Sourwood Honey comes from the Sourwood tree (Oxydendrum arboreum) a member of the Ericaceae family, also called the Sour gum, Sorrel tree or Lily-of-the-Valley tree. This showy, USA native tree is the lone species of its genera. Growing in the upland forests of the southeastern United States, it is most abundant in the Alleghenies and the Blue Ridge mountains. As a source of nectar it is chiefly valuable in the mountainous regions of North and South Carolina and Tennessee. In summer the sourwood tree has long, drooping clusters of sweet smelling white, bell-shaped flowers, called “angel fingers” in the Appalachians, and the origin of the name Lily-of-the-Valley tree. The name sourwood comes from the sour (or sharp acidic) odor and flavor of the leaves (from oxalic acid). The name oxydendrum is Greek for “oxy” meaning sharp or acid and “dendrum” for tree. The fall brings bright scarlet crimson and orange leaves.
Sourwood trees bloom from mid June to late July. In North Carolina, the blossoming time is around 25 days. Under favorable conditions the nectar is so abundant, it can be shaken from the blooms in small drops. Careful beekeeping is required to avoid diluting the sourwood honey with other nectars growing before (Tulip poplar, Sumac) and after the sourwood blossoms. All sourwood honey contains some other nectars and this may affect the color but as long as the percentage is low, will not affect the flavor of this honey.
Sourwood honey is prized by connoisseurs and honey purists worldwide. It has won best honey in the world twice at the presitigious Apimondia World Honey Show. Sourwood honey is extra-light to light amber in color and crystallizes slowly. It is extremely aromatic, with a distinctive honey flavor of anise and spice. It also has a sweet aroma of anise. It has a persistent sweet and pleasant astringent aftertaste.
Often in short supply—a recent exception was 2010, a great year for Sourwood honey—nectar flow is inconsistent from year to year. It has a short blooming season and shortage of rain and lower-than-normal temperatures can affect nectar supplies and bees. Lack of habitat due to development is also affecting the amount of sourwood honey. Some help may be coming with a reclamation project in partnership with the coal mining industry of Eastern Kentucky and West Virginia focused on replanting bee plants like sourwood on thousands of surfaced-minded acres. The ideas is to develop the reclaimed land for ‘higher’ uses and beekeeping may be the answer. See Notes from Academe: In Appalachia, a Researcher Makes Honey From Coal
State Honey Standard:
Like many states there has been some question of the veracity of the ‘purity’ of their honey, more so through distribution than directly from the bee farm. It has been said that more Sourwood honey has been sold than produced in North Carolina. So like a growing number of states such as Florida, California and Wisconsin, North Carolina has moved one step closer to incorporating the proposed honey standard into its rules and procedures that govern food safety. The goal is to enforce labeling laws that protect the consumer. The standard prohibits any additives or adulteration if it is to be sold as honey. The country of origin must be identified. And if the honey is marketed from a specific floral source, such as Sourwood, the honey must contain at least 51 percent nectar from that source. The first step has been taken to protect stop falsely label honey being sold at specific farmer’s markets statewide. New NC state guidelines require approved honey sellers keep records showing when and where the honey was produced and packaged, the name of the person or business that supplied the honey, and the date of receipt.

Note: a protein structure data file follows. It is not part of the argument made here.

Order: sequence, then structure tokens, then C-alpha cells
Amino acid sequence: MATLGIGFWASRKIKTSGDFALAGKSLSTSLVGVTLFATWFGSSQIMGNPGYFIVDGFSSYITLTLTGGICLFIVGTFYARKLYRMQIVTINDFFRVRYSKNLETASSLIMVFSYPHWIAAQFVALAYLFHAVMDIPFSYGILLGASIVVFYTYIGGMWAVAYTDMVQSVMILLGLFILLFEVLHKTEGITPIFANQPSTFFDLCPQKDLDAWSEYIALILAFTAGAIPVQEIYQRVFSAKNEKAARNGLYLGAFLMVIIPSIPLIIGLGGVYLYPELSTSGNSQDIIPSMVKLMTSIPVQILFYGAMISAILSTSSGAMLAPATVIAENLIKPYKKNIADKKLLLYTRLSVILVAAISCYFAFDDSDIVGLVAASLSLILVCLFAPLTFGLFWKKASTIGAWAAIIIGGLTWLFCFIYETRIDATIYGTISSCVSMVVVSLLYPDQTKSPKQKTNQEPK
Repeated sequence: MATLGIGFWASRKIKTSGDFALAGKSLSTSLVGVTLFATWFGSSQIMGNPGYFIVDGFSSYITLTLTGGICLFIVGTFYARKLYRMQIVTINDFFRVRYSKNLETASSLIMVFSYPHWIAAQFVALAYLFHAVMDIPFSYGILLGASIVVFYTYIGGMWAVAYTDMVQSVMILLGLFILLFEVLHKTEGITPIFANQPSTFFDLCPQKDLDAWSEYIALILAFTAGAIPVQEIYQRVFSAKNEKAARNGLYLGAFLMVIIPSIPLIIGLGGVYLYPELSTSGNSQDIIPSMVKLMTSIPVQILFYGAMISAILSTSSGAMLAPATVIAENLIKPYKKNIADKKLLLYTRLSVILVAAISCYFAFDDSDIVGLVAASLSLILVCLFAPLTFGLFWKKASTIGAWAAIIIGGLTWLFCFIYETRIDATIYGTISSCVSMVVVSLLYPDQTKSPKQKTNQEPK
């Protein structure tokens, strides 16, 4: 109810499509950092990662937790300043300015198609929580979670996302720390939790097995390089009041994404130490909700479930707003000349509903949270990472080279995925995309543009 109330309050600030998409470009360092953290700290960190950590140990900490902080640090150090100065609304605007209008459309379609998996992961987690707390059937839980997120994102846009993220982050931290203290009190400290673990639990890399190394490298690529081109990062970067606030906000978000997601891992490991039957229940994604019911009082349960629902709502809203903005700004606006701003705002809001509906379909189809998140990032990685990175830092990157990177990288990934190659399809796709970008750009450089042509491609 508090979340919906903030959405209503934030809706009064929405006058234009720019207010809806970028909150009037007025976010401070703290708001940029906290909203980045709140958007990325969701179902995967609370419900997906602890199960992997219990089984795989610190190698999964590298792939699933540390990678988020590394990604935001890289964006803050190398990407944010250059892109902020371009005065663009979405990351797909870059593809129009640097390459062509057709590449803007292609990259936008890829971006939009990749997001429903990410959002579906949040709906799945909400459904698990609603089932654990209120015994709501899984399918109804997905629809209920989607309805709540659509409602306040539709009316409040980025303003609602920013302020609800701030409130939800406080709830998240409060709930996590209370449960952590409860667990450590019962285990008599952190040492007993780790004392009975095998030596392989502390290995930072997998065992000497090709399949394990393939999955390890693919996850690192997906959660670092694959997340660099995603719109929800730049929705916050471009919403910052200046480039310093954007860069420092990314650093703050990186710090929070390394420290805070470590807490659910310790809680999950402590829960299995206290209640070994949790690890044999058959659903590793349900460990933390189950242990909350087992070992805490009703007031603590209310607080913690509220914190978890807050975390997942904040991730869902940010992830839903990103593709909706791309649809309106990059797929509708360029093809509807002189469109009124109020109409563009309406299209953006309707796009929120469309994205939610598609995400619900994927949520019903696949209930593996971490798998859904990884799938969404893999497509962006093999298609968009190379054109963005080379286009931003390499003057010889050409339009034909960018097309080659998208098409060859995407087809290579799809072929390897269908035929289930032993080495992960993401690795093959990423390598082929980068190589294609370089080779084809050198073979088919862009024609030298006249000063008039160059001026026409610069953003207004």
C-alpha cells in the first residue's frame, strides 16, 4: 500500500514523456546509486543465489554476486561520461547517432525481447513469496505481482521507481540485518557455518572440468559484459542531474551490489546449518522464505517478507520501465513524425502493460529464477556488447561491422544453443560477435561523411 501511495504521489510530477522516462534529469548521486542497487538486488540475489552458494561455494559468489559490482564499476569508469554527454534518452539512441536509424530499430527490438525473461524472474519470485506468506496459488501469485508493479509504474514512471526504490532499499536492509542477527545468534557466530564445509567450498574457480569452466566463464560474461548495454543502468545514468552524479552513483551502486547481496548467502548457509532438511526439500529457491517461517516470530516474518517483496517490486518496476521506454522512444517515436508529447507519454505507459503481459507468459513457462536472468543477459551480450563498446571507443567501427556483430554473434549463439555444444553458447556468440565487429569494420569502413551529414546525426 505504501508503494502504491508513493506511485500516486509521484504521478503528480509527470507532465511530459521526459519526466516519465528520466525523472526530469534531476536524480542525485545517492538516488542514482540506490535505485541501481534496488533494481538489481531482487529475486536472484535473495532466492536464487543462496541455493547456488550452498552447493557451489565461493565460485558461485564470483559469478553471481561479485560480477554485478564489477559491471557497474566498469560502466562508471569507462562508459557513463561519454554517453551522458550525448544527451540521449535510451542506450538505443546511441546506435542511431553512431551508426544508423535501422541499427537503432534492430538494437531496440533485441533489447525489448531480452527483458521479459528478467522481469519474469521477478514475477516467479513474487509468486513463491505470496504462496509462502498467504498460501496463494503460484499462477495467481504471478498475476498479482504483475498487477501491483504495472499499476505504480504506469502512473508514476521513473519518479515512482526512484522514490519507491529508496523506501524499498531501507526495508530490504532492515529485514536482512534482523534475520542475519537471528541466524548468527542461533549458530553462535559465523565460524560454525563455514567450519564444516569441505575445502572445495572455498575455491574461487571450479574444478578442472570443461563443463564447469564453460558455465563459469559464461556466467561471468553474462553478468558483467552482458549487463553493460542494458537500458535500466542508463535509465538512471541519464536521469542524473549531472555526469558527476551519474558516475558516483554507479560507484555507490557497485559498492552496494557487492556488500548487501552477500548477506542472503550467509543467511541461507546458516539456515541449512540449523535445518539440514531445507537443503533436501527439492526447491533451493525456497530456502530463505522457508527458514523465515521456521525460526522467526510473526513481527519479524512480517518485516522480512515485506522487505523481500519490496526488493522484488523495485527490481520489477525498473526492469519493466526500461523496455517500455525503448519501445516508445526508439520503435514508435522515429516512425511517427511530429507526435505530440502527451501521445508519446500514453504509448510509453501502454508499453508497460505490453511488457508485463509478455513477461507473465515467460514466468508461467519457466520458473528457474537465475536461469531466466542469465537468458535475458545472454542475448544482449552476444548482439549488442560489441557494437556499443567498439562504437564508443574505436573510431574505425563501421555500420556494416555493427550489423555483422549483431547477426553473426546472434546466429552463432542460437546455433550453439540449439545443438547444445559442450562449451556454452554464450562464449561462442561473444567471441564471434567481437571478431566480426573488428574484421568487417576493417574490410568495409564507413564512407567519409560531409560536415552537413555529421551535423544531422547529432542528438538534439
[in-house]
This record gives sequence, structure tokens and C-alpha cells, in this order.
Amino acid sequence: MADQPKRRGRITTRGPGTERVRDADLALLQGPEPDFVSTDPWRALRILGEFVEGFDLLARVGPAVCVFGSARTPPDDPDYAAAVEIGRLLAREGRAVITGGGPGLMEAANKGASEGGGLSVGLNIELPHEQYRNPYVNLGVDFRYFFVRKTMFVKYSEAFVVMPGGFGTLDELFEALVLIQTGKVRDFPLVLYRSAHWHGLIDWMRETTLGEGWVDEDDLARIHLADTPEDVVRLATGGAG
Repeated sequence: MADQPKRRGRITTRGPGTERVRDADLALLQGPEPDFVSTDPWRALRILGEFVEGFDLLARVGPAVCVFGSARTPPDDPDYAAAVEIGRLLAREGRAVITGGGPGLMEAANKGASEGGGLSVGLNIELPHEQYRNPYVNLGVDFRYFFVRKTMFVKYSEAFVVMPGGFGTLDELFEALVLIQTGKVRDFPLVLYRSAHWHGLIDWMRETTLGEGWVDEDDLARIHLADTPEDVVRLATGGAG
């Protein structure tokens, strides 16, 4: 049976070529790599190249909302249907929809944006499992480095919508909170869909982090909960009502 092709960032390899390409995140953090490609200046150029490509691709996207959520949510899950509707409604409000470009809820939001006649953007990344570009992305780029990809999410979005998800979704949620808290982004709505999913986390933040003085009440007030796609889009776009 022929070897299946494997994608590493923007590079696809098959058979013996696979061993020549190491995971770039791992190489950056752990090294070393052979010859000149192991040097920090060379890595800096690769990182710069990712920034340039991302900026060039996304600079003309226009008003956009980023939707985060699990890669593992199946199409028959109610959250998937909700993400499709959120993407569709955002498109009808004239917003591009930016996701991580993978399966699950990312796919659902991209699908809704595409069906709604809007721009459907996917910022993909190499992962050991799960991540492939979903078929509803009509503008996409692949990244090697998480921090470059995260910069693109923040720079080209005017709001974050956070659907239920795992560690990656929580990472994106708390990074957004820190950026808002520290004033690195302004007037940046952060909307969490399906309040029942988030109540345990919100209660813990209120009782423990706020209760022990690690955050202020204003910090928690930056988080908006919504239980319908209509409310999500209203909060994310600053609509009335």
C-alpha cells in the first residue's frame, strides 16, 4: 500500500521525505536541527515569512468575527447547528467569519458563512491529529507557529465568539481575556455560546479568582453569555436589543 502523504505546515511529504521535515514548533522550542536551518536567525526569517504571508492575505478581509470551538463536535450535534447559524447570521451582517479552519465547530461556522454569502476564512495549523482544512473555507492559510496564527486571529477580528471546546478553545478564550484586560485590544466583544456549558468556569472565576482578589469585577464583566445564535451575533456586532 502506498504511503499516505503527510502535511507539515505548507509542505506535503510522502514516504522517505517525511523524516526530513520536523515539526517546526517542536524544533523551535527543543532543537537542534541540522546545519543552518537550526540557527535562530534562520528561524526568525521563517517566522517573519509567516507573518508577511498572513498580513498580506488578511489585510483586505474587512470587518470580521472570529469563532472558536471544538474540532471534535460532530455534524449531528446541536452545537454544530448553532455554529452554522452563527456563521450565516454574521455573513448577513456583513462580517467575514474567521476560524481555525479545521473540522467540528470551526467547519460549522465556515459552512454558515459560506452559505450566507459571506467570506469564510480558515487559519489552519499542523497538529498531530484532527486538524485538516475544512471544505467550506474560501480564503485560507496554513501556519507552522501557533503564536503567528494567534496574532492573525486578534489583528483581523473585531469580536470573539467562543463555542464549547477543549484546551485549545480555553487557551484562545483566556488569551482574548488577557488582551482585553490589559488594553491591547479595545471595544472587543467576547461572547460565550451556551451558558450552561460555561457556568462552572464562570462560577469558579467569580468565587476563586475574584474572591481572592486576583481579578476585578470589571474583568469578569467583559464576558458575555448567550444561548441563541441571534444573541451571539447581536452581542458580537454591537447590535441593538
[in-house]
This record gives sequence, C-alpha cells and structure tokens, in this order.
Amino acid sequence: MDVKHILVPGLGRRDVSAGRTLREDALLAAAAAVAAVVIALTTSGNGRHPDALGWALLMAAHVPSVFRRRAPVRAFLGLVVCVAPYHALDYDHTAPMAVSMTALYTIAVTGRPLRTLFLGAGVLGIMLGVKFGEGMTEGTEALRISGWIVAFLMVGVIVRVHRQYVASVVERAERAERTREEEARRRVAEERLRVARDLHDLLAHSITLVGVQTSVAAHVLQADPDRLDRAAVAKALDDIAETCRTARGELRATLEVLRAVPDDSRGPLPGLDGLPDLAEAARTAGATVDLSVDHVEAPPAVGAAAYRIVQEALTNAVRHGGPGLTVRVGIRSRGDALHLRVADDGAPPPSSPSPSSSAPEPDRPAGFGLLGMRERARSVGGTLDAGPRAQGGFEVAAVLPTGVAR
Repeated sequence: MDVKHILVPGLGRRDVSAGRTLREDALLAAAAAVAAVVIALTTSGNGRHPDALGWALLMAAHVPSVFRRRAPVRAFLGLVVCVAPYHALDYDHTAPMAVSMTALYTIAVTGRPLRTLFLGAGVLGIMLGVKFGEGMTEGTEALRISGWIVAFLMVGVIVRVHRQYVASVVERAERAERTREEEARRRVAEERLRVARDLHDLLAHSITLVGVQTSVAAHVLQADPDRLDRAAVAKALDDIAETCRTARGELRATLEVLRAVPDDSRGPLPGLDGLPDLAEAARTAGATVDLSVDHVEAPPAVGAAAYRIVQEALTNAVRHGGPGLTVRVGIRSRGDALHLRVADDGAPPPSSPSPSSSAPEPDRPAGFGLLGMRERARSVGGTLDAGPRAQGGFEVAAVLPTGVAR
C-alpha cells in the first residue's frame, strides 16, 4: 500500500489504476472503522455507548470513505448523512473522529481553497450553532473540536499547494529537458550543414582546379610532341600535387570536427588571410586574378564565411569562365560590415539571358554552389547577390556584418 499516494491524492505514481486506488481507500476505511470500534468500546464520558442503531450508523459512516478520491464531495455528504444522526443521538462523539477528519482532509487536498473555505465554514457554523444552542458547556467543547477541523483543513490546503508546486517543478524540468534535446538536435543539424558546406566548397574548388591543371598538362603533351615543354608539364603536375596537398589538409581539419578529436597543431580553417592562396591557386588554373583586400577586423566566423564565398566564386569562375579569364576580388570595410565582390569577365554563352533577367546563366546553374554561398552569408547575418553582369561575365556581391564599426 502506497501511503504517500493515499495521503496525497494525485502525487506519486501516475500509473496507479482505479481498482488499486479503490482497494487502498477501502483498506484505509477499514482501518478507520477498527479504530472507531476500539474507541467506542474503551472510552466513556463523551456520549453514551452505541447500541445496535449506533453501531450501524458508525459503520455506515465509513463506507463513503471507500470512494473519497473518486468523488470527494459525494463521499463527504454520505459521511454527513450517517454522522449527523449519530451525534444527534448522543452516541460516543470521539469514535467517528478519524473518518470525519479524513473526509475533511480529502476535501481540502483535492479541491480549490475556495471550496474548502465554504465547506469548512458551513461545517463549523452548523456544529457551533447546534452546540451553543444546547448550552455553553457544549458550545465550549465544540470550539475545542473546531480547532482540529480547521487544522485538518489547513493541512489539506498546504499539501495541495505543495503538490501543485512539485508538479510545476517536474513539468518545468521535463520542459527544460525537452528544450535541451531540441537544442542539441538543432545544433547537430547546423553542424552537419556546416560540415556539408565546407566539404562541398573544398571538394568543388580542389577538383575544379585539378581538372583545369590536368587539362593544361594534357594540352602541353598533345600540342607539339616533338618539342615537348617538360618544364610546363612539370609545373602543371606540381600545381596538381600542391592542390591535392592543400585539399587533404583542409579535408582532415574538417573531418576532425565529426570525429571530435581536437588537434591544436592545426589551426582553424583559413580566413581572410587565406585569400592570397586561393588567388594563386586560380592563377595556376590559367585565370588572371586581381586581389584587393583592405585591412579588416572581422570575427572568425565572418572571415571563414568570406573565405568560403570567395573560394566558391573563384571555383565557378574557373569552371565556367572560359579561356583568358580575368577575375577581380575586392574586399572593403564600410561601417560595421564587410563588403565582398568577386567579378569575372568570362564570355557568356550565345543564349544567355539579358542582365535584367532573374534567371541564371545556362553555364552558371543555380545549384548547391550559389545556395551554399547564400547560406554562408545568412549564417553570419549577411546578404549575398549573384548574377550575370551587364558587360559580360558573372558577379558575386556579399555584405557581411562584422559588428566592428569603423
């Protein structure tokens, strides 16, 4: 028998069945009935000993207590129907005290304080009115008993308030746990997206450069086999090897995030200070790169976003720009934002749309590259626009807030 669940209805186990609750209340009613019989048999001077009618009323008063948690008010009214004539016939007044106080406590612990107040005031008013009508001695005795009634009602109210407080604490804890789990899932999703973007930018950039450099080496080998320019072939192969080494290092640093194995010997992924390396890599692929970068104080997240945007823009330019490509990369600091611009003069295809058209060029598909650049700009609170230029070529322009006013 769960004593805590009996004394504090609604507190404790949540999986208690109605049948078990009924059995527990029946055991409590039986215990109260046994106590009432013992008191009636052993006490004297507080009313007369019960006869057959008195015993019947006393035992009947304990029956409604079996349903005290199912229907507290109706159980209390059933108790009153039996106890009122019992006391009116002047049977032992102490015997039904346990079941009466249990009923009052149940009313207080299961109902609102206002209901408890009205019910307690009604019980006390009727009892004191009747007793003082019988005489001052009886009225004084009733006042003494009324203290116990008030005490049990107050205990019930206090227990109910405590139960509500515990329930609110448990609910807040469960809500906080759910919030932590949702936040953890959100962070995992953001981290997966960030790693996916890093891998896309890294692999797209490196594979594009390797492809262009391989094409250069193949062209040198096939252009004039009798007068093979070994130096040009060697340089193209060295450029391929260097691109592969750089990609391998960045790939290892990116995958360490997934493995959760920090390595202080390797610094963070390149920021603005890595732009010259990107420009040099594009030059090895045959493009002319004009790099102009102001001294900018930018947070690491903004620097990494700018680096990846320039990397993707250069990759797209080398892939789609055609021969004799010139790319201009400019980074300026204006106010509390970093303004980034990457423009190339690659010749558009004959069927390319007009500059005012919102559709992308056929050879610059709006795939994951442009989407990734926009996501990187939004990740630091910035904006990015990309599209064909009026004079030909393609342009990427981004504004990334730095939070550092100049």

Recipe: Sourwood Honey Muffins Video By Great Smoky Mountains National Forest. Includes an interesting short segment on Sourwood Honey (http://www.thegreatsmokymountains.org/blog/sourwood-honey-muffins/).
Use honey anywhere you use sugar, but use 3/4 of a cup of honey for 1 cup of sugar since it is sweeter than sugar. Serving suggestions for sourwood honey; honey barbecue sauce (sourwood honey is often the secret ingredient), hot cornbread smothered with sourwood honey and a little butter, honey cupcakes, honey muffins, honey-covered pancakes or waffles, and honey banana-nut bread.
In the Appalachians, a drink for hot summer haymaking days was called “switchell.” It was made by mixing a half cup of honey and a half cup of cider vinegar. This was kept in a jar and four teaspoons of the mixture were added to a dipper of water for a refreshing drink.
Recognition: Ark of Taste Sourwood honey. The Ark is an international catalog of foods that are threatened by industrial standardization, the regulations of large-scale distribution and environmental damage. In an effort to cultivate consumer demand—key to agricultural conservation—only the best tasting endangered foods make it onto the Ark.
Festivals:Black Mountain, North Carolina Sourwood Festival: Early August: Almost 200 vendors of arts, crafts, specialty items, food, and more. Music and dancing in the big tent. No admission. Festival Website
Honey Origin:In the Piedmont uplands in NC and in the higher elevations of North and South Carolina, Tennessee, and North Georgia.
Translations:French: Miel sourwood, Italian: Miele sourwood, Spanish: Miel sourwood, German: Sourwood Honig, Russian: Сорвуд меда